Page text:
When you're 19, you have no idea. If you're 19 and reading this right now, you're totally lost. Even if you're on the perfect path and have everything under control, when you're 30 you'll see how stupid you were for thinking that right now. When I was 19 I had ideas about the world that, now, seem almost indescribably wrong.
I suppose MG is an expression of that. Ian's the worst of my 19yr old self and his twisted world is what my a romanticized depression might feel like through that lens.
That's not to say none of that touches on real stuff. I've had a number of people approach me after screenings to tell me that the could relate with Ian. With some of his habits or the depth of his depression. I know I can.
4. Parts of Adrian DiGiovanni’s performance are delivered directly to the camera. They almost feel like they could be part of a staged one-man stage show. What inspired the decision to break the fourth wall in such a way?
This was a tough decision to make. I spent a lot of time, even after the initial edit, on the fence about this one. There is a huge story reason that he does this. It's a hard sell, though, if you don't come to that early on. I think that to most people, their first time through, it's just a dude talking to the audience.
If you like the film, and are willing to watch it again - maybe a few more times - it might become more evident that your initial impression was misguided.
Maybe he's not breaking the fourth wall at all. Maybe it's not the audience that he's speaking to...
5. While there can be many ways to interpret the outcome of M.G. there is no denying there is a struggle between certain… forces going on throughout the movie. Without spoiling too much, can you give us any play-by-play on the different forces involved, how they are represented, or even just what they represent? Or is this ALL literally up for interpretation? At least tell us a little about why Mold and TV play such heavy roles in Ian's development.
I'm not going to spoil anything, I don't think, by saying that Kent and The Mold are definitely at odds. This is true. There's a struggle there. It's an odd struggle, though, because both of them represent a very distinct dichotomy.
Kent is TV. If you grew up in the 80s, like me, the TV is this chained god sort of entity to you. It had all of this great stuff, but there was this burgeoning attitude toward television that shrouded it in this weird form of semi-taboo. TV was responsible for teaching us, for informing us of the current state of the world, for entertaining us but also accused of dumbing us down, creating mindless zombie consumers out of us and corrupting our perfect little minds. Watching TV was semi-bad, but no household was without one. It's bizarre, really.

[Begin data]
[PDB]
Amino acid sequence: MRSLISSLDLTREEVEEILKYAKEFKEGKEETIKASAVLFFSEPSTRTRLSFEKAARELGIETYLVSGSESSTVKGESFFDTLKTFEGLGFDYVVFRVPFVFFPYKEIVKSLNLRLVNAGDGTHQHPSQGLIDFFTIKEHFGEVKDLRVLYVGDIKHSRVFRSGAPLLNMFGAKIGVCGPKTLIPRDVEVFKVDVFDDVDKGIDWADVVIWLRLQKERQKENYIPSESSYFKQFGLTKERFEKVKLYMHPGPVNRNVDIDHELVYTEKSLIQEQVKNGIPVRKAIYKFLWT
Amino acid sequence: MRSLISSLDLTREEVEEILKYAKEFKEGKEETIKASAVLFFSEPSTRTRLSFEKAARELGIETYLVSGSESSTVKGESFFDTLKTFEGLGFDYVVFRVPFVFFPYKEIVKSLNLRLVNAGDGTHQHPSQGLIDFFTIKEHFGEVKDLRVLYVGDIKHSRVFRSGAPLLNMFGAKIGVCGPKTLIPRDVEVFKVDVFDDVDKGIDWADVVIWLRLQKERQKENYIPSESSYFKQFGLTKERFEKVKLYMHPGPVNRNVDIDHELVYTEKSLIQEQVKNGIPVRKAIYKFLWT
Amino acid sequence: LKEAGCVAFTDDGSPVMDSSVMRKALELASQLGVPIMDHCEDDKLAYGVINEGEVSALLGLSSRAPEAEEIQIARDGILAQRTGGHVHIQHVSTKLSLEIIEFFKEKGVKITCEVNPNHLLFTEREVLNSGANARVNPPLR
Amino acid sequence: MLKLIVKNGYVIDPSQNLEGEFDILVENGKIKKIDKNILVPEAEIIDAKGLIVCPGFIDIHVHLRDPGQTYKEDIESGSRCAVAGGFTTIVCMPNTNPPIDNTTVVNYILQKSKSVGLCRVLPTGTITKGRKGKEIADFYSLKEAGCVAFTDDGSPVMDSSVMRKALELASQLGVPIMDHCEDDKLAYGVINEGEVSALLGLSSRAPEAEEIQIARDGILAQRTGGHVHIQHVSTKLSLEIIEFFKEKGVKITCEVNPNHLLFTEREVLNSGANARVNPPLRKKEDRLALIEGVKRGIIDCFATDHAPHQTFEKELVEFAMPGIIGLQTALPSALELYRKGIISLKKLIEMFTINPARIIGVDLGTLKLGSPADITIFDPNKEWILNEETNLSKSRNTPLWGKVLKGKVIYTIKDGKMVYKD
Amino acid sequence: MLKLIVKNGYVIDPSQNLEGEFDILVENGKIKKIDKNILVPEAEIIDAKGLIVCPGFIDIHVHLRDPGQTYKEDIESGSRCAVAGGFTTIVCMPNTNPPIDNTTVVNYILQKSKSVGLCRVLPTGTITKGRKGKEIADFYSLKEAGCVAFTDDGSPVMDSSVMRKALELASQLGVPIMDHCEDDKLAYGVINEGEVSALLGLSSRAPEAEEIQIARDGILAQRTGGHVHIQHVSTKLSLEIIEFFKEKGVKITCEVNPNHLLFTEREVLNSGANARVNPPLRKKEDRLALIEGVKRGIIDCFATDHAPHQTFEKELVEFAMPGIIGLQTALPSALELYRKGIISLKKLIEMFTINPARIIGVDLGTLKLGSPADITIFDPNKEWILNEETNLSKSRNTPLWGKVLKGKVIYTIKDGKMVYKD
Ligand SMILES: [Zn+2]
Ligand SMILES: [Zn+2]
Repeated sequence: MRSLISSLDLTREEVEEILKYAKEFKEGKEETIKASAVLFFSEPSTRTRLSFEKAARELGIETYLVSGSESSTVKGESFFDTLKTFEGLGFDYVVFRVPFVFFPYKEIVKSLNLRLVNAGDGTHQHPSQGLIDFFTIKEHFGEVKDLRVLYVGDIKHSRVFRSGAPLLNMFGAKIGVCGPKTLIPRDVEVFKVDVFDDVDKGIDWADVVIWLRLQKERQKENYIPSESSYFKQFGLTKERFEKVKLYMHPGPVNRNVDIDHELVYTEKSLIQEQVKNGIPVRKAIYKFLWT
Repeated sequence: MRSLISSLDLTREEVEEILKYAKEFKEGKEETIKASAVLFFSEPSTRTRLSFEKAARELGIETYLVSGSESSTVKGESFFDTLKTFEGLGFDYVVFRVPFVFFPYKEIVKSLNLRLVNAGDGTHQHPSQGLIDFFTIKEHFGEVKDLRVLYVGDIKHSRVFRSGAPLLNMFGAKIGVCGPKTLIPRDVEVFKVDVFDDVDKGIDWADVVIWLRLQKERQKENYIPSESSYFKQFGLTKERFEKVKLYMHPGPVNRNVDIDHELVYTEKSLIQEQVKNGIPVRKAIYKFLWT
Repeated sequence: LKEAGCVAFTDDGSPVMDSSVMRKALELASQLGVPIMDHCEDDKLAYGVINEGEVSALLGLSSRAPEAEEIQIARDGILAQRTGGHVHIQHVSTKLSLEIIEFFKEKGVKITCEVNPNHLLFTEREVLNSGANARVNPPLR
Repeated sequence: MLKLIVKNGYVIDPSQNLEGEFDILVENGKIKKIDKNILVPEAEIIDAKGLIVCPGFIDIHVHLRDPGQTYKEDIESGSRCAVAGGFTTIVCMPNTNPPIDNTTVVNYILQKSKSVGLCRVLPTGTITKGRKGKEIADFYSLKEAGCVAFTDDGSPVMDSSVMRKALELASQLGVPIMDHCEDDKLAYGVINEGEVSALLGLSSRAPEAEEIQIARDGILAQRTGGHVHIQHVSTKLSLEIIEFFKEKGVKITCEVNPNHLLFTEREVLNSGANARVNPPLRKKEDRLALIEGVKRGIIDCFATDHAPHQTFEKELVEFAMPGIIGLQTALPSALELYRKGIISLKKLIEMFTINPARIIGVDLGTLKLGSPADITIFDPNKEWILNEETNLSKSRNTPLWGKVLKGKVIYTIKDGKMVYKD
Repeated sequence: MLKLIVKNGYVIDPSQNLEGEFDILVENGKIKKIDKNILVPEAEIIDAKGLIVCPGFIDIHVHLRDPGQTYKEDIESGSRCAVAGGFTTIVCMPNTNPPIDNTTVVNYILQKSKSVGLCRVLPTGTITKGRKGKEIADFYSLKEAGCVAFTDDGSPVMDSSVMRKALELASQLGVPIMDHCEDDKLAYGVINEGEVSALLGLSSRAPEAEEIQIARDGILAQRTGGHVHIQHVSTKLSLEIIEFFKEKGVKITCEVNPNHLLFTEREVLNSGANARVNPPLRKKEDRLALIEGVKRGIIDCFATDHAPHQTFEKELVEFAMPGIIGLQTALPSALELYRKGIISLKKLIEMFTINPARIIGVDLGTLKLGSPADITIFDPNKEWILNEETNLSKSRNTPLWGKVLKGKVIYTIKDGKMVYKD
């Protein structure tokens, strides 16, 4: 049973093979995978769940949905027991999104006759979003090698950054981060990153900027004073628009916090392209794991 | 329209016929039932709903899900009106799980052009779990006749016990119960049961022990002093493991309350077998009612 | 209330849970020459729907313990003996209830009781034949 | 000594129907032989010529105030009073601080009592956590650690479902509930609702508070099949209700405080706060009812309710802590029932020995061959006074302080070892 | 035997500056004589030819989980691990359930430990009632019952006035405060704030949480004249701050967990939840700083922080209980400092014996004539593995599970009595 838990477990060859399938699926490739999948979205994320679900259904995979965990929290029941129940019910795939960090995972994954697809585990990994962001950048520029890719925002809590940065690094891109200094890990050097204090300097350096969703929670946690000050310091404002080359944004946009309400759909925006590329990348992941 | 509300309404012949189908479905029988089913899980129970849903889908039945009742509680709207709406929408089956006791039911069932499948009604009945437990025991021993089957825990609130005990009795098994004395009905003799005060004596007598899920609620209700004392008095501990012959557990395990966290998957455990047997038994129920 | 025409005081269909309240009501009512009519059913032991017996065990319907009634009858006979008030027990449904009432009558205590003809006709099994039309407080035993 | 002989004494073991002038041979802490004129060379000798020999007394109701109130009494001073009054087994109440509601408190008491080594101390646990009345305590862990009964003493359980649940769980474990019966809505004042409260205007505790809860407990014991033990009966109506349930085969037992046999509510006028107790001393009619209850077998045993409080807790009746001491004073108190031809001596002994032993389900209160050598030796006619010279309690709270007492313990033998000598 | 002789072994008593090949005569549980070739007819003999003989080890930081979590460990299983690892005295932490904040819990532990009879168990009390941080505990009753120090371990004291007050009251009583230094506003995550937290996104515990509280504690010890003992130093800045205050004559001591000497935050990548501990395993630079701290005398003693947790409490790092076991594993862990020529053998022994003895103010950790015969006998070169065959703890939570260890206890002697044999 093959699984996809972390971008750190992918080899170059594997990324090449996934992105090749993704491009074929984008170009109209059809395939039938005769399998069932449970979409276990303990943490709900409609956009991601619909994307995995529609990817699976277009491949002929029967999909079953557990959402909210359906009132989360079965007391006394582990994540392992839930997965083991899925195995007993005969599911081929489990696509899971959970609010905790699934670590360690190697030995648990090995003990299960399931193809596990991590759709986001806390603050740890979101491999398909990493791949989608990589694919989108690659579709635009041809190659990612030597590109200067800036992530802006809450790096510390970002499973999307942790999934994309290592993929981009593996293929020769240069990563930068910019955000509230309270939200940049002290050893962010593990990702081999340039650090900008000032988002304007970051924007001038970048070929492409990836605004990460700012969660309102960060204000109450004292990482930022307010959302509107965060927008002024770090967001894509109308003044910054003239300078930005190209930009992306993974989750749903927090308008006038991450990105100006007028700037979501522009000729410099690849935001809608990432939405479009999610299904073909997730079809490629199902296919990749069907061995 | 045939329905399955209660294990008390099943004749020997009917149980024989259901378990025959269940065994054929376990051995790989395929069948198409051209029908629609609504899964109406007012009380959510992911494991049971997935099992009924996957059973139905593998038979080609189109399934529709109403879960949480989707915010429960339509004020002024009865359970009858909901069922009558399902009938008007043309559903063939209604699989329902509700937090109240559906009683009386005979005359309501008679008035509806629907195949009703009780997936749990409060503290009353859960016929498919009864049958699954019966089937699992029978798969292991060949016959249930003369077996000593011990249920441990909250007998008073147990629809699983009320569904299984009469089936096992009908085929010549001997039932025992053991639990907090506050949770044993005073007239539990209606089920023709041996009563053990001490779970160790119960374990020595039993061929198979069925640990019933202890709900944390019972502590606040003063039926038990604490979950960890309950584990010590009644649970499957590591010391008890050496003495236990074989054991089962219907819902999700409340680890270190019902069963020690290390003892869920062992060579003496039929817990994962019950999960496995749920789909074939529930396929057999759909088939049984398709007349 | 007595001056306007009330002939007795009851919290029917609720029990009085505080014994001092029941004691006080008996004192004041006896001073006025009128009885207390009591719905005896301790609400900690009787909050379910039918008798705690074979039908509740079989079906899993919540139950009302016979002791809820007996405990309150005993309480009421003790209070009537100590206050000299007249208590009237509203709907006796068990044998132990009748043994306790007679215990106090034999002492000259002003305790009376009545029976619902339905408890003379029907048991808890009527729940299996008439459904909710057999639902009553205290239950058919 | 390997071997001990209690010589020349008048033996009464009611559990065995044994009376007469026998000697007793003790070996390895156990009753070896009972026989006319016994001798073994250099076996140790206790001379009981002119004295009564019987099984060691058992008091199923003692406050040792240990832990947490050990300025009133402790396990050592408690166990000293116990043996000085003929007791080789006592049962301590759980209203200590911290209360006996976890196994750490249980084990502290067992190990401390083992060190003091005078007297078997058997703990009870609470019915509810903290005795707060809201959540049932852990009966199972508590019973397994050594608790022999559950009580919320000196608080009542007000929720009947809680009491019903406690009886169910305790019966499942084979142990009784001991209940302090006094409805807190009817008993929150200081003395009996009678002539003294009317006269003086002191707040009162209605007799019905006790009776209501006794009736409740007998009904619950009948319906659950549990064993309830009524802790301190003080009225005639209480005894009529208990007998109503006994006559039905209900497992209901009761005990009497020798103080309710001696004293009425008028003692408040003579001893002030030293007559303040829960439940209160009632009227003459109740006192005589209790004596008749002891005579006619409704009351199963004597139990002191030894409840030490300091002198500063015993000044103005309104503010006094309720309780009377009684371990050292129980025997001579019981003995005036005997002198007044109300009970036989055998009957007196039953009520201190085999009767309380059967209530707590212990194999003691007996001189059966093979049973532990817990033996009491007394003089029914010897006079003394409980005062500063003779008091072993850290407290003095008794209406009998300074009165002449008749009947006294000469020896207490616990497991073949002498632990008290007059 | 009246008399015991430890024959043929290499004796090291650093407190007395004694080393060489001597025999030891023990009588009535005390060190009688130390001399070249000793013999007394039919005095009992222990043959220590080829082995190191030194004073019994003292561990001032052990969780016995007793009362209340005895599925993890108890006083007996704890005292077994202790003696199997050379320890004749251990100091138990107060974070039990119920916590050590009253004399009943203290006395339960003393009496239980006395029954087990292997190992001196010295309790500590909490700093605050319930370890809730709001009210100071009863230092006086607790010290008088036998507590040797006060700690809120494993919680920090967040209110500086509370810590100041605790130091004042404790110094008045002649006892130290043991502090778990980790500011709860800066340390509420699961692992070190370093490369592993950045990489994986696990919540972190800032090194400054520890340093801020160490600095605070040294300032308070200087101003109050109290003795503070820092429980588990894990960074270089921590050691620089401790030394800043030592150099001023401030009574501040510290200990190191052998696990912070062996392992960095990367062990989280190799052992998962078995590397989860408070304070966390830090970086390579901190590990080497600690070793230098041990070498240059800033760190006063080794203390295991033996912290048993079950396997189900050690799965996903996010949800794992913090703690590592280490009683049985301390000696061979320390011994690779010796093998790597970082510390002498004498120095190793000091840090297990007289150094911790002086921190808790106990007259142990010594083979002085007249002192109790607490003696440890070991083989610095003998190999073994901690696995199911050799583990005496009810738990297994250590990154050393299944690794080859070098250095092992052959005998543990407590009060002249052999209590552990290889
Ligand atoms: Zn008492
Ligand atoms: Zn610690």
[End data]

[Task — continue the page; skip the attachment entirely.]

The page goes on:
The Mold is a fungus. Actually, The Mold is fungus. All fungus. It's gross, but it's natural. You don't want it in your bathroom, but it's been around since before there were people around to invent bathrooms to keep clean. It's nature. It's something bigger than man.
So you've got this guy who's been, essentially, abusing his TV intake and ignoring the atrophy engulfing his apartment. While he veges out on the couch, nature begins to devour his bathroom.
Again, not trying to spoil anything, what events would make that television and that fungus pillars of this guy's life? The film has a single event that does this - that polarizes these two forces - fits them into slots.
I suppose you have to choose your idea of good and evil. It becomes obvious to everyone who watches the film that one of them is good and the other is evil. The thing is, though, people don't always agree on which is which.
I imagine that Ian lives in a world where good must be sought out. Must be paid attention to. It's message must be inferred from context. It's words spoken in code. A world where evil asserts itself under the guise of good and presses, unyielding, against one's will.
As the storyteller, I have the answer. The film isn't an exercise in interpretative art. There's a through-line, and I worked very hard to both make it at once clearly discover-able to the dedicated viewer and sufficiently well hidden to entice one to watch it again.
I am sure that this will turn away a section of the viewing public. Hell, I understand - sometimes I just want to watch Commando, man. I have that shit on Blu-ray. But sometimes I want to be given a riddle.
This film is for the riddle-breakers.
Okay that's it for part one of the Q&A! I'll be back soon with more of the Q&A soon, so until then... go buy something at Goodwill or something.